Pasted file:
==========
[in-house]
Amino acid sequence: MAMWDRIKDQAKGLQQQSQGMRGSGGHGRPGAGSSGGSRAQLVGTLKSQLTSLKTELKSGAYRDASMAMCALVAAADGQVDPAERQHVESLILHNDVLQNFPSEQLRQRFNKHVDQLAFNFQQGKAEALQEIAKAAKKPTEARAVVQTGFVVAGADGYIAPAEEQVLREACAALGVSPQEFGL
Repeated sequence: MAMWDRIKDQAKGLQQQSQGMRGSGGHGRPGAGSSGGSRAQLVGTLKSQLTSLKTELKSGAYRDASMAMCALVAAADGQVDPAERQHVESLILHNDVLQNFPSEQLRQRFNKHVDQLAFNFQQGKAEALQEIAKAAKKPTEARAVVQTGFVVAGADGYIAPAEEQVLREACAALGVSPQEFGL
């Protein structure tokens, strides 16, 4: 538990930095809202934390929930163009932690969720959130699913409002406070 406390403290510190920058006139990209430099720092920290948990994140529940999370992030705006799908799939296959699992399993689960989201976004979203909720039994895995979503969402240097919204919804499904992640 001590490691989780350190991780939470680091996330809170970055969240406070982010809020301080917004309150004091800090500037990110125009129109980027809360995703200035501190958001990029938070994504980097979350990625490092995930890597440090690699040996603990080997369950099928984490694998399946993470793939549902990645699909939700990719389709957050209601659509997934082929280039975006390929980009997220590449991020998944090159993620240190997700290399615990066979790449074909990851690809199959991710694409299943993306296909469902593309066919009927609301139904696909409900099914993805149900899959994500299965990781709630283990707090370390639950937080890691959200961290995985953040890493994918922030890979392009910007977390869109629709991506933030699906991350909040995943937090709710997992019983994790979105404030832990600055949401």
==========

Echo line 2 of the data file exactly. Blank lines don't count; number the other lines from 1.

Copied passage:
Amino acid sequence: MAMWDRIKDQAKGLQQQSQGMRGSGGHGRPGAGSSGGSRAQLVGTLKSQLTSLKTELKSGAYRDASMAMCALVAAADGQVDPAERQHVESLILHNDVLQNFPSEQLRQRFNKHVDQLAFNFQQGKAEALQEIAKAAKKPTEARAVVQTGFVVAGADGYIAPAEEQVLREACAALGVSPQEFGL